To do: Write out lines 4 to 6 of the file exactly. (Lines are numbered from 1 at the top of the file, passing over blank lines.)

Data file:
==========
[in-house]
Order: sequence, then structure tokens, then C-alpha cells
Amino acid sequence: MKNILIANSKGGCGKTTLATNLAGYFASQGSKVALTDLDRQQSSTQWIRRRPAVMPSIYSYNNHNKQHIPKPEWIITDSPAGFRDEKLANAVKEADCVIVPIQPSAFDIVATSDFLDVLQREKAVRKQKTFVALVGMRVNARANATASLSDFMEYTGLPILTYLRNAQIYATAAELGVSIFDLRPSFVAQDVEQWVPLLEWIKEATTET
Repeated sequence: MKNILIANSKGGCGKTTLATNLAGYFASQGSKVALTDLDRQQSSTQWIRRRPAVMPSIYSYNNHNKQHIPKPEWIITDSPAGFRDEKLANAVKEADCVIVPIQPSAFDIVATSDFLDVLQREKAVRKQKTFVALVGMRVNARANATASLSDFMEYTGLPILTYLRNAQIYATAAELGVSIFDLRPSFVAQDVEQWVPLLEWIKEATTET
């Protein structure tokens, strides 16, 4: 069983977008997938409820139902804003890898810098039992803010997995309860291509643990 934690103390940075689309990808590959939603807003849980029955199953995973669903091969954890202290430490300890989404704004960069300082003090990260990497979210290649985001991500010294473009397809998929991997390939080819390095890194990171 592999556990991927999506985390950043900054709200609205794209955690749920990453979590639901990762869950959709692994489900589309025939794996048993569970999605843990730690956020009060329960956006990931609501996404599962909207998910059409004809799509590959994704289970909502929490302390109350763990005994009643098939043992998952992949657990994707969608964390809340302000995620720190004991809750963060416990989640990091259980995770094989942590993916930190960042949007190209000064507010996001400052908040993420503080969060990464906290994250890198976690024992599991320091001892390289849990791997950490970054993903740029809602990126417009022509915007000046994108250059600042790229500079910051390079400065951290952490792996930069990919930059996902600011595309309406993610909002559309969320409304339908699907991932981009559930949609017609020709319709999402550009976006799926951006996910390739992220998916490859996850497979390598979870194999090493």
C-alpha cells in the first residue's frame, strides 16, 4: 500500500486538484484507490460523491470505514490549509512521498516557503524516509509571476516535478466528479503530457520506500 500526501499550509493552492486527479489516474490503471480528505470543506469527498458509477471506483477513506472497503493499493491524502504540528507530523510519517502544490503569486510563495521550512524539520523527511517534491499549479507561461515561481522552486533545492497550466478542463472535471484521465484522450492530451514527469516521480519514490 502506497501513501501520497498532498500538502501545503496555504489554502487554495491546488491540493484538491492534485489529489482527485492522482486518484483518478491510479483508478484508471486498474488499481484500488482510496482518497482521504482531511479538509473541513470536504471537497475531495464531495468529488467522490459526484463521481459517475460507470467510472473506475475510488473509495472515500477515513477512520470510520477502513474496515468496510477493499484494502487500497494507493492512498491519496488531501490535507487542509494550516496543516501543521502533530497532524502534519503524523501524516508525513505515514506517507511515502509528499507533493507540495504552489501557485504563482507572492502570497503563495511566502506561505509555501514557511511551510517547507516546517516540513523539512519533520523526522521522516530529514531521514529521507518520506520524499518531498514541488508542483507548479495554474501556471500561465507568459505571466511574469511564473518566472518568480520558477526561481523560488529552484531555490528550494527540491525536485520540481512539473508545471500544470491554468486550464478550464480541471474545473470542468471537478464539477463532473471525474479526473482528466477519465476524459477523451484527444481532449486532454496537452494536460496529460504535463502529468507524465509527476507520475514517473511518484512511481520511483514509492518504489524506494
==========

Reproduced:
Repeated sequence: MKNILIANSKGGCGKTTLATNLAGYFASQGSKVALTDLDRQQSSTQWIRRRPAVMPSIYSYNNHNKQHIPKPEWIITDSPAGFRDEKLANAVKEADCVIVPIQPSAFDIVATSDFLDVLQREKAVRKQKTFVALVGMRVNARANATASLSDFMEYTGLPILTYLRNAQIYATAAELGVSIFDLRPSFVAQDVEQWVPLLEWIKEATTET
């Protein structure tokens, strides 16, 4: 069983977008997938409820139902804003890898810098039992803010997995309860291509643990 934690103390940075689309990808590959939603807003849980029955199953995973669903091969954890202290430490300890989404704004960069300082003090990260990497979210290649985001991500010294473009397809998929991997390939080819390095890194990171 592999556990991927999506985390950043900054709200609205794209955690749920990453979590639901990762869950959709692994489900589309025939794996048993569970999605843990730690956020009060329960956006990931609501996404599962909207998910059409004809799509590959994704289970909502929490302390109350763990005994009643098939043992998952992949657990994707969608964390809340302000995620720190004991809750963060416990989640990091259980995770094989942590993916930190960042949007190209000064507010996001400052908040993420503080969060990464906290994250890198976690024992599991320091001892390289849990791997950490970054993903740029809602990126417009022509915007000046994108250059600042790229500079910051390079400065951290952490792996930069990919930059996902600011595309309406993610909002559309969320409304339908699907991932981009559930949609017609020709319709999402550009976006799926951006996910390739992220998916490859996850497979390598979870194999090493």
C-alpha cells in the first residue's frame, strides 16, 4: 500500500486538484484507490460523491470505514490549509512521498516557503524516509509571476516535478466528479503530457520506500 500526501499550509493552492486527479489516474490503471480528505470543506469527498458509477471506483477513506472497503493499493491524502504540528507530523510519517502544490503569486510563495521550512524539520523527511517534491499549479507561461515561481522552486533545492497550466478542463472535471484521465484522450492530451514527469516521480519514490 502506497501513501501520497498532498500538502501545503496555504489554502487554495491546488491540493484538491492534485489529489482527485492522482486518484483518478491510479483508478484508471486498474488499481484500488482510496482518497482521504482531511479538509473541513470536504471537497475531495464531495468529488467522490459526484463521481459517475460507470467510472473506475475510488473509495472515500477515513477512520470510520477502513474496515468496510477493499484494502487500497494507493492512498491519496488531501490535507487542509494550516496543516501543521502533530497532524502534519503524523501524516508525513505515514506517507511515502509528499507533493507540495504552489501557485504563482507572492502570497503563495511566502506561505509555501514557511511551510517547507516546517516540513523539512519533520523526522521522516530529514531521514529521507518520506520524499518531498514541488508542483507548479495554474501556471500561465507568459505571466511574469511564473518566472518568480520558477526561481523560488529552484531555490528550494527540491525536485520540481512539473508545471500544470491554468486550464478550464480541471474545473470542468471537478464539477463532473471525474479526473482528466477519465476524459477523451484527444481532449486532454496537452494536460496529460504535463502529468507524465509527476507520475514517473511518484512511481520511483514509492518504489524506494